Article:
The leadership crisis engulfing the World Bank began with talk of favoritism for a girlfriend and ill feeling about the Iraq war. But as the bank's board this week considers the fate of President Paul D. Wolfowitz, the ethics controversy has swelled into a test of who controls the institution and its future relevance in battling global poverty.After all, the mission of the World Bank is to eradicate world poverty; and since when has the Bush Administration cared about poverty?
The outcome could determine whether governments from Berlin to Buenos Aires would be willing to contribute new funds in support of the bank's mission.
"There's a real danger because of this Wolfowitz stuff that donors are going to find a reason not to give," said Elizabeth Stuart, senior policy adviser for Oxfam International, an anti-poverty group in Washington.
The situation isn't getting any better, either:
Under an arrangement in place since the bank's inception in 1944, the United States has the right to name the World Bank president, and Europe names the leader of the bank's sister institution, the International Monetary Fund. A senior administration official has said that if Wolfowitz is forced out at the bank, Europe could lose its rights to name the leader at the fund.And it's not just the Board of the World Bank, or the Bank's ethics committee:
In much of Europe, Wolfowitz is reviled as a primary architect of the Iraq war and as a symbol of a U.S. administration seen as arrogant and aloof -- sentiments that have deepened as the ethics controversy has emerged. The European parliament has called for Wolfowitz to resign.But this is the Bush Administration; they don't give a wet snap for world opinion, or for "Old Europe," as Rumsfeld so memorably described it, and they won't yield on the issue of a particularly bad, dare we say offensive, appointment to the World Bank. Coincidence? I think not:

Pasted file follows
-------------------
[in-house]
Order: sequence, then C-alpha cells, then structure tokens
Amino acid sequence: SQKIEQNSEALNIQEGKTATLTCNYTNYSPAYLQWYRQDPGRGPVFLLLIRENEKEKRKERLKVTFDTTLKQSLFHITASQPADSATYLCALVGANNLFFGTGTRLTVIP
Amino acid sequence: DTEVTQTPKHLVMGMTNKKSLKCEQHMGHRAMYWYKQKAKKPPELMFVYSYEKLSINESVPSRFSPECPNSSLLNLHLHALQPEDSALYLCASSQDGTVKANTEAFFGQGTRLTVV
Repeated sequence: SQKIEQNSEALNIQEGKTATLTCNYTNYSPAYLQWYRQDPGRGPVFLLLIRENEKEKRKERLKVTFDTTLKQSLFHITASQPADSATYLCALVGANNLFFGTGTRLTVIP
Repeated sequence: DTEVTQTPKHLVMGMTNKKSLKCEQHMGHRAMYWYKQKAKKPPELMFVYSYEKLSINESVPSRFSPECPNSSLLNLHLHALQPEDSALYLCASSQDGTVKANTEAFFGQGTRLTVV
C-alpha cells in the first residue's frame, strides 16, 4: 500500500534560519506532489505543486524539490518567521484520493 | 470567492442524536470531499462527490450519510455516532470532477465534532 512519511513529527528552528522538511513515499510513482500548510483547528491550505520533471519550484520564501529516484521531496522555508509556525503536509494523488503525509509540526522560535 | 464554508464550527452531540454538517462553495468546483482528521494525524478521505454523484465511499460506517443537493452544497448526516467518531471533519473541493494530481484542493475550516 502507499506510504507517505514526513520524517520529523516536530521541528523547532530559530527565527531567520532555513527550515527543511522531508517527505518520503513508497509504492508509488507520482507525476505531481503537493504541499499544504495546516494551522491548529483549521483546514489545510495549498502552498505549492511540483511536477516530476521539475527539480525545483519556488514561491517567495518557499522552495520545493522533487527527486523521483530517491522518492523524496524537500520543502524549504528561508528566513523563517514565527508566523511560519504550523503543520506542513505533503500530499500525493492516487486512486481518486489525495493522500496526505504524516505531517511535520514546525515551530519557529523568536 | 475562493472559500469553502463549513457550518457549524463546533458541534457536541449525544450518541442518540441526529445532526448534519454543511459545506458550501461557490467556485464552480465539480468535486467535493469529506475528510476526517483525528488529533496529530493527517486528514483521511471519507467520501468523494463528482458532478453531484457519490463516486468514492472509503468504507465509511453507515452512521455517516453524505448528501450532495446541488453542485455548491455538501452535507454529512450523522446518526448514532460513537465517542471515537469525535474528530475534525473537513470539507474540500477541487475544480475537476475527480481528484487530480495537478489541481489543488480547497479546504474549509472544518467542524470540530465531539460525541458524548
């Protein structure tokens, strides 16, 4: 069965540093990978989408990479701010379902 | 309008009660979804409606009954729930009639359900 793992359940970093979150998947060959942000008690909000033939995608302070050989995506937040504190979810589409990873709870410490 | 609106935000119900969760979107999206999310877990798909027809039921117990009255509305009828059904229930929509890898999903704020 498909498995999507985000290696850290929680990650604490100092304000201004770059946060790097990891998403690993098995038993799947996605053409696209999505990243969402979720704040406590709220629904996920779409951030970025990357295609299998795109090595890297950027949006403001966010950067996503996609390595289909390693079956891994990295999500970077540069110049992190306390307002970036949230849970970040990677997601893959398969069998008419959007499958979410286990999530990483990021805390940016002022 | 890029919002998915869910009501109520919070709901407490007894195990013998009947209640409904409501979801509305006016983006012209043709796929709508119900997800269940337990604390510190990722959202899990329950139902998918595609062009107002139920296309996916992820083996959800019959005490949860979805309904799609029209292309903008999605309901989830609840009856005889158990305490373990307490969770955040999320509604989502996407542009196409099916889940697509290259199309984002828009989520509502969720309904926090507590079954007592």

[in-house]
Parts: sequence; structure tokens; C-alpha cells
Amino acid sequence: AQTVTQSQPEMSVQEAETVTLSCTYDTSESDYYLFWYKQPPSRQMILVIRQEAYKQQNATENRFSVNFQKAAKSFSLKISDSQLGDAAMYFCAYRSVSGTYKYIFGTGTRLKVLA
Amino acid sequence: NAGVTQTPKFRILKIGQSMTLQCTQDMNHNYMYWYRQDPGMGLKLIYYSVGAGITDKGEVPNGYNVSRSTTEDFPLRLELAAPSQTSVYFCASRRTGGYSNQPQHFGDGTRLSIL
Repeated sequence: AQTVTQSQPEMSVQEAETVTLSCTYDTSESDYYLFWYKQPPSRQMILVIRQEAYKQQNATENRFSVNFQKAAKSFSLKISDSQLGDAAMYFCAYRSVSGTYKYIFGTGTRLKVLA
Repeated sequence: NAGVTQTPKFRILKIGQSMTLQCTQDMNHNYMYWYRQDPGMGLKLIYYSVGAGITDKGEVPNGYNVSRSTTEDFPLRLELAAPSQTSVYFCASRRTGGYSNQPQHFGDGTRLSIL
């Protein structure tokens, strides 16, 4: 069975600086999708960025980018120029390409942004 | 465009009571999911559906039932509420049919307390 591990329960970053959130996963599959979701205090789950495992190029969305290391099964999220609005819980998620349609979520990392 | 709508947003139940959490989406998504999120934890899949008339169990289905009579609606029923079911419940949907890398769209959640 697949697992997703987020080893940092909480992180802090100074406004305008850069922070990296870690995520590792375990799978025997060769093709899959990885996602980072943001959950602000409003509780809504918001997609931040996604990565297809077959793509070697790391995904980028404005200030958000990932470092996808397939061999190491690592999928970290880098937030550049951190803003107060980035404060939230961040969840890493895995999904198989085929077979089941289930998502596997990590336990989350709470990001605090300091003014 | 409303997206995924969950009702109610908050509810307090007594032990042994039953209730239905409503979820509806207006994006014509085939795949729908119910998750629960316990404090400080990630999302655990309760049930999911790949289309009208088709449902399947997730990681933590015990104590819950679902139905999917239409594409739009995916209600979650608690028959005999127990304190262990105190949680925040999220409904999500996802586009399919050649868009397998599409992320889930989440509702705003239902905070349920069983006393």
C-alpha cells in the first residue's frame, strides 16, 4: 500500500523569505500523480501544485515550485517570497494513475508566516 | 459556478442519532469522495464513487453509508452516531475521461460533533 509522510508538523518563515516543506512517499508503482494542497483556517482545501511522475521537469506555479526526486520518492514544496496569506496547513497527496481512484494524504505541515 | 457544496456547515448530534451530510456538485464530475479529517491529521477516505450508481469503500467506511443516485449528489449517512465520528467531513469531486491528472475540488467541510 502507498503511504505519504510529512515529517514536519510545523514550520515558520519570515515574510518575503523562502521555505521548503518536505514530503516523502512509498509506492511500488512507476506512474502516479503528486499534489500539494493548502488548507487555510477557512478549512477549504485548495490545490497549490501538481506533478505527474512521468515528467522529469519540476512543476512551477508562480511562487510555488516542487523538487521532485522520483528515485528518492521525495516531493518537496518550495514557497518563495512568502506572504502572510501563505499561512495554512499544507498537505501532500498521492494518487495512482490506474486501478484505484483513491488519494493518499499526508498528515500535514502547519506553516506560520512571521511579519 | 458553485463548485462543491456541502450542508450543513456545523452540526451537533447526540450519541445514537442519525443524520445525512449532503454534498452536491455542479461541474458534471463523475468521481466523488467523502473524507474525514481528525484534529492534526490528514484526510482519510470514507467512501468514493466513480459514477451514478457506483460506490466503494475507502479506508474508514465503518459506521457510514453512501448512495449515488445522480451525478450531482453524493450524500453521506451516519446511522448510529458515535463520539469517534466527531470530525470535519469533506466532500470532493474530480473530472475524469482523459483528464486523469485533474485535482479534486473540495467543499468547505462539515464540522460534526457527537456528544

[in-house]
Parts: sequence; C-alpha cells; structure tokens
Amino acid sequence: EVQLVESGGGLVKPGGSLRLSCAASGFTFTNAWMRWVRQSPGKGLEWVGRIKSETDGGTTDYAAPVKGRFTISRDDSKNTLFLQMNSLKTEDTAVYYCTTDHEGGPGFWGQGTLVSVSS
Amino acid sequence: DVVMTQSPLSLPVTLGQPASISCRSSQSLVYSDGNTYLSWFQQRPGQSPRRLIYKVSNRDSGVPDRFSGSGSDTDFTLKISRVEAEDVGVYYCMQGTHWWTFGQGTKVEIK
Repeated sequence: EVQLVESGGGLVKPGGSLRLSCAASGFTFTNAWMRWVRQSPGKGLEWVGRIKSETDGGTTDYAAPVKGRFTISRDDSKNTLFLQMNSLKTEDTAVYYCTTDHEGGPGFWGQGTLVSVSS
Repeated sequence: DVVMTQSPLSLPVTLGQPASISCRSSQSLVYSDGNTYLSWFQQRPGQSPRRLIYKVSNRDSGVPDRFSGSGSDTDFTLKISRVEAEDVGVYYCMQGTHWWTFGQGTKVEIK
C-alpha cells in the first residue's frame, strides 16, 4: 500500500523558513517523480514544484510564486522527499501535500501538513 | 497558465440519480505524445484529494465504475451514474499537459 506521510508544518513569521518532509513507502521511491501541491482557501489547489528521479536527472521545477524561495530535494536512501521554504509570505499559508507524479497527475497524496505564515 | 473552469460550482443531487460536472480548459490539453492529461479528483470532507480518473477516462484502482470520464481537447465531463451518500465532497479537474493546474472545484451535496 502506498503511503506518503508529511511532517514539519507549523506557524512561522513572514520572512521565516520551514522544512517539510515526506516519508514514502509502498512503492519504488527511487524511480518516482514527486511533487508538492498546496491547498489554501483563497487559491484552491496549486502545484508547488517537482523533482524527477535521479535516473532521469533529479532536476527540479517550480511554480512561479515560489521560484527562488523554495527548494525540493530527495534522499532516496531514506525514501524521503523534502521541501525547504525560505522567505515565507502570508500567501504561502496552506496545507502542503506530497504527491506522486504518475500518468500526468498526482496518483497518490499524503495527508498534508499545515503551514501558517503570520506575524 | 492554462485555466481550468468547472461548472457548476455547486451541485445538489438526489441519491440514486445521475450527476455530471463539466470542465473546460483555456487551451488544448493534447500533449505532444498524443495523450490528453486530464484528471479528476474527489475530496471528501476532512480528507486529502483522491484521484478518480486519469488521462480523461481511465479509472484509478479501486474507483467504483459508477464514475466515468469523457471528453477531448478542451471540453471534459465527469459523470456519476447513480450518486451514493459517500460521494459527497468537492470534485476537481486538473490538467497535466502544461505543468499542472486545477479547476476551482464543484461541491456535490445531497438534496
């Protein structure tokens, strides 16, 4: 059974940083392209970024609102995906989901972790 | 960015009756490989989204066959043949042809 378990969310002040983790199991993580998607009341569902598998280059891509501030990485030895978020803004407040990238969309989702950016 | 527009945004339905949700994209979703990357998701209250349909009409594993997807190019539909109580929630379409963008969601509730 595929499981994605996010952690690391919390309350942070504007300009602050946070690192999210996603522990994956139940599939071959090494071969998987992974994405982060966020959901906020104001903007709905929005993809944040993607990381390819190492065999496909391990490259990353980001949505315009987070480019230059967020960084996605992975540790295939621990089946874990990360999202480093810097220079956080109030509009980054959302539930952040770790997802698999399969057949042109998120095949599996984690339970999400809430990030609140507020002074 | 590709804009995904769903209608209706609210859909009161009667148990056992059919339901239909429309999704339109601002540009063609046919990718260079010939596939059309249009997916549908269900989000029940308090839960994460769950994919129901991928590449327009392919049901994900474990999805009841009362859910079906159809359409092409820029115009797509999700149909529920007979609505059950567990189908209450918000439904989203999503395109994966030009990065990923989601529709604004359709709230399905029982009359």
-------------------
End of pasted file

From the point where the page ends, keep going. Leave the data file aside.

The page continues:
"What is at stake here is not merely Wolfowitz's position, but the whole system by which all of these positions are chosen," said Kenneth Rogoff, a former IMF official and fellow at the Brookings Institution. "It's an incredible anachronism, and it's time for it to go. If it persists, it makes the World Bank an embarrassment."One can't help but think making the World Bank an 'embarassment' would suit the Bush Administration right down to the ground. Especially since Wolfowitz has already tried the Bush Administration's favorite line: when caught with your hand in the cookie jar, blame the cookie jar:
"While I am prepared to acknowledge that we all acted in good faith at the time and there was perhaps some confusion and miscommunication among us, it is grossly unfair and wrong to suggest that I intended to mislead anyone, and I urge the committee to reject the allegation that I lack credibility," Wolfowitz wrote. "Rather than attempt to adjudicate between our conflicting interpretations of the events that occurred here, the board should recognize that this situation is the product of ambiguous bank rules and unclear governance mechanisms."Not exactly the response of a leader seeking to heal wounds and mend fences and call for consensus. But very much in keeping with the "leadership style" of George W. Bush. Can any of this be read as anything other than either incompetence, or a deliberate attempt to break the Bank?
It's hard to know what else to call it. And the distinction between the two, is one with hardly any difference at all.
"Your rulers are rebels, associates of thieves;
every one of them loves a bribe
and chases after gifts;
they deny the fatherless their rights,
and the widow's cause is never heard."--Isaiah 1:23 (REB)